The good thing about herbalism is that becoming an herbalist isn’t complicated, and it isn’t expensive; it’s a straight forward process that anyone can master as long as they use common sense and can pay attention to detail. Although a large part of learning herbalism for preparedness (or for any reason) is about learning how and when to use specific plants, there’s actually a lot more to it than that- and most of that “more” has to do with attitude and mindset. It’s about developing a sane and discerning overall approach to herbalism and health.
That approach is especially important if you are learning herbalism because you want to be able to use it successfully as a backup plan (such as in the event of an emergency that impacts access to medical care). In a worst case scenario like that, you can bet you’ll be glad to have kept your facts straight and built your skills foundation on carefully considered information.
It’s also important to get some hands-on experience, so look into a wilderness first aid course and some herbal classes where you can work with other students and get hands on experience. Even using herbs for your own day-to-day health can teach your valuable lessons about what works and what doesn’t! In the meantime, here are 9 of my favorite tips for developing an herbal preparedness mindset to help get you started:
Tip #1 Be Salty, Not Crunchy
Take everything with a grain of salt (sometimes you may need to season generously!). In herbalism, as in life, things are rarely as good as they look or, conversely, as bad as they seem. Don’t buy into health fads or extreme ideologies. Look for the underlying tradition, science, and balance behind the uses of each plant.
Tip #2 Love Local
Sure, the rainforest has a lot of great herbs, but so does a typical backyard or vacant lot. Get comfortable working with local plants and weeds, and put in an herb garden if you can. Sustainable, local resources are better on the environment and less effected by shortages and supply chain troubles.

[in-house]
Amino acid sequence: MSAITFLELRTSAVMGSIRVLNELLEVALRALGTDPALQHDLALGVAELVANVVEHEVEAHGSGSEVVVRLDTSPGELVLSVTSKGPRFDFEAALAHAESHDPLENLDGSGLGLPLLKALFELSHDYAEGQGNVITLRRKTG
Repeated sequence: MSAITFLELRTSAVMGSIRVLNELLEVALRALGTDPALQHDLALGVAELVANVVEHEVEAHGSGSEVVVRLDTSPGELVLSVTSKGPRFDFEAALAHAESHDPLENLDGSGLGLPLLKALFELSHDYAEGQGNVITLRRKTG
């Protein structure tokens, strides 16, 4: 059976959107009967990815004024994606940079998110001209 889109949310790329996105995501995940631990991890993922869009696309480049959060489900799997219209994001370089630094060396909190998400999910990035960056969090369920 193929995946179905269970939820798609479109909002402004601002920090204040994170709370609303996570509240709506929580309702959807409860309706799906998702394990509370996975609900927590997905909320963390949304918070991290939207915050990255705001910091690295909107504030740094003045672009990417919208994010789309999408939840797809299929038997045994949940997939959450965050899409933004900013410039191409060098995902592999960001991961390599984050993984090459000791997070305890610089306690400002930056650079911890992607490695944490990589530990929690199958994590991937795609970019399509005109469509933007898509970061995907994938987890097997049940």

Tip #3 Exercise Your Good Sense
Exercise good sense. Read widely on herbal and health topics rather than rely on a single source for herbal information, and think critically about what you read. Who is behind the information? How accurate is the information likely to be? Critical thinking is a skill that can be learned and that gets better the more it’s practiced.
Tip #4 Get the Big Picture
Look at the big picture and try to get to the root of the problem. Sometimes, the best solution includes making lifestyle changes in addition to using herbs. A balanced lifestyle is important because without balance, good health is hard to come by. It’s also a better use of resources- a little in the right place vs a lot all over the place.
Tip #5 Be Proactive, Not Reactive
Be proactive. Make changes and plan for the future. Assess what herbal resources and skills you have, vs what you might need. Set goals and get organized.
Tip #6 Ditch The Magic Bullet Mentality
Refuse to believe in Magic Bullet herbs. The latest-and-greatest, over-marketed, hyped-up plant is probably so far removed from its roots in traditional herbalism that those astonishing claims are way off the mark. (See number 1: Take everything with a grain of salt!)
Tip #7 Flexibility
Be flexible, and capable of working with what you have on hand. “Use it up, wear it out, make it do, or do without” is just as important for herbalists. This goes hand-in-hand with learning to work with local plants, but it also means organizing your home apothecary so you can find things when you need them, and making sure you restock regularly. Extracts can last a very long time if stored properly, but dried herbs need to be replenished more regularly.
Tip #8 Grow Some DIY Spirit
Making your own extracts? No problem! Foraging or growing a garden to fill your home with useful herbs? You’re on it! When you can’t make it yourself, try to find it through other local herbalists and small businesses. Networking and supporting the local economy are beneficial on many levels.
Tip #9 Watch and Listen
Realize that herbalists come from all walks of life and all kinds of backgrounds. Every herbalist you meet has something you can learn, so pay attention and appreciate the many different styles and approaches to herbalism that you find being modeled around you.
Historically speaking, there have been many types of herbalism, each with different philosophies and important contributions to herbalism as a whole. Despite their differences, the core at every type of herbalism expresses a belief that herbs can benefit the health and wellbeing of families and individuals of all walks of life. Learning herbalism with preparedness in mind is no different!